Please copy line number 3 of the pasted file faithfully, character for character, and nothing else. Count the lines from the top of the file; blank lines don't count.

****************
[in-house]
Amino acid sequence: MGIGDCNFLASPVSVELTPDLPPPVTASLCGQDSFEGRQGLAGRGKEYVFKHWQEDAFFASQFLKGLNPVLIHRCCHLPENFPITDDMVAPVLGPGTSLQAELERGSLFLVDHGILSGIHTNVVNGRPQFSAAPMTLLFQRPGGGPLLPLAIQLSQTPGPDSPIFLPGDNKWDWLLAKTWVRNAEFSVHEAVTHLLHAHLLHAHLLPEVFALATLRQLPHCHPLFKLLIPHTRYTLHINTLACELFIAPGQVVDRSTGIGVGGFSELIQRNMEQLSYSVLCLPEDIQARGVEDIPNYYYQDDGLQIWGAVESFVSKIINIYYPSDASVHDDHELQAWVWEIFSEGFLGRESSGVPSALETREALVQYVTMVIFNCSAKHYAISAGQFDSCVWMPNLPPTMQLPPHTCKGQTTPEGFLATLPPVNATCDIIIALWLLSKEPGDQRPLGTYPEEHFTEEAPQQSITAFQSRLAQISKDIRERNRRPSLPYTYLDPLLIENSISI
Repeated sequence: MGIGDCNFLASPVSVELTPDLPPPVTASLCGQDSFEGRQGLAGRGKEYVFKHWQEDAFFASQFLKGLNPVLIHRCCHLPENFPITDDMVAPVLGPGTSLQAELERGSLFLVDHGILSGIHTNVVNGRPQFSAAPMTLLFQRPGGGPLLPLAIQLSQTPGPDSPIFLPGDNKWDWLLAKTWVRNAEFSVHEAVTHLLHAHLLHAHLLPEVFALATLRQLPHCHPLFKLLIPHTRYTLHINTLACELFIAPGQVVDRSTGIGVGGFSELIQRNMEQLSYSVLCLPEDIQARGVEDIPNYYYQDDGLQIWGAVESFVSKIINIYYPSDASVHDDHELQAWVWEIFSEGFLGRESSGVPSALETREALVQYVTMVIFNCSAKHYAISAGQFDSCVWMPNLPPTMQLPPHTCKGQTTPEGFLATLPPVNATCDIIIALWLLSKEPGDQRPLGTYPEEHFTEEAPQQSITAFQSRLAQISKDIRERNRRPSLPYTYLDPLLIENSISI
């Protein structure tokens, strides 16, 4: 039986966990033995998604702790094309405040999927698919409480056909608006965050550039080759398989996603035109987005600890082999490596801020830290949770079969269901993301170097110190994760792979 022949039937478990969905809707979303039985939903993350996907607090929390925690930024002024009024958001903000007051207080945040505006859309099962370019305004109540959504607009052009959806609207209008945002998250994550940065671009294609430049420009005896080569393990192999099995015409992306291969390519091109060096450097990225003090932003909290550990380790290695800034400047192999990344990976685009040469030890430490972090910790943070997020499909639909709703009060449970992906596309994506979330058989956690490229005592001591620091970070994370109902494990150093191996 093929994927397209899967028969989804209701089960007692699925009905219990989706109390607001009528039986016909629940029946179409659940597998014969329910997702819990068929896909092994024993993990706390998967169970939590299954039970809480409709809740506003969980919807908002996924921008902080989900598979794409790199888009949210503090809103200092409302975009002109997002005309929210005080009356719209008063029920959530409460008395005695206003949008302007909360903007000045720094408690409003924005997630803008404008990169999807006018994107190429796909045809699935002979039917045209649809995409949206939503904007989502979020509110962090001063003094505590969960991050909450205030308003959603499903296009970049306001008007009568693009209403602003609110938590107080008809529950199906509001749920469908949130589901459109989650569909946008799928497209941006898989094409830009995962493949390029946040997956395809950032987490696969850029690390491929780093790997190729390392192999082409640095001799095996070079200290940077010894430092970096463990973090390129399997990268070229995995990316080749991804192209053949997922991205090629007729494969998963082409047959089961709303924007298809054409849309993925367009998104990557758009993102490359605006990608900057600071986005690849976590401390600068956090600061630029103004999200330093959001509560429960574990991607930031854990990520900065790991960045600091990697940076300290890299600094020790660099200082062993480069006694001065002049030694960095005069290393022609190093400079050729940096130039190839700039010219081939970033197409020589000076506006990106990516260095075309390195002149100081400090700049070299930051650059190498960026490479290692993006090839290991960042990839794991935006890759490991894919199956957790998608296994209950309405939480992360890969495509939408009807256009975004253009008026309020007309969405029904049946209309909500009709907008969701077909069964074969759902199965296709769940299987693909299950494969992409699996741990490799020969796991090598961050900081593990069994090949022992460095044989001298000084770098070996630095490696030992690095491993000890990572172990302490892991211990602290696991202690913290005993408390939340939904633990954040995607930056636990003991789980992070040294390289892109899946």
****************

Repeated sequence: MGIGDCNFLASPVSVELTPDLPPPVTASLCGQDSFEGRQGLAGRGKEYVFKHWQEDAFFASQFLKGLNPVLIHRCCHLPENFPITDDMVAPVLGPGTSLQAELERGSLFLVDHGILSGIHTNVVNGRPQFSAAPMTLLFQRPGGGPLLPLAIQLSQTPGPDSPIFLPGDNKWDWLLAKTWVRNAEFSVHEAVTHLLHAHLLHAHLLPEVFALATLRQLPHCHPLFKLLIPHTRYTLHINTLACELFIAPGQVVDRSTGIGVGGFSELIQRNMEQLSYSVLCLPEDIQARGVEDIPNYYYQDDGLQIWGAVESFVSKIINIYYPSDASVHDDHELQAWVWEIFSEGFLGRESSGVPSALETREALVQYVTMVIFNCSAKHYAISAGQFDSCVWMPNLPPTMQLPPHTCKGQTTPEGFLATLPPVNATCDIIIALWLLSKEPGDQRPLGTYPEEHFTEEAPQQSITAFQSRLAQISKDIRERNRRPSLPYTYLDPLLIENSISI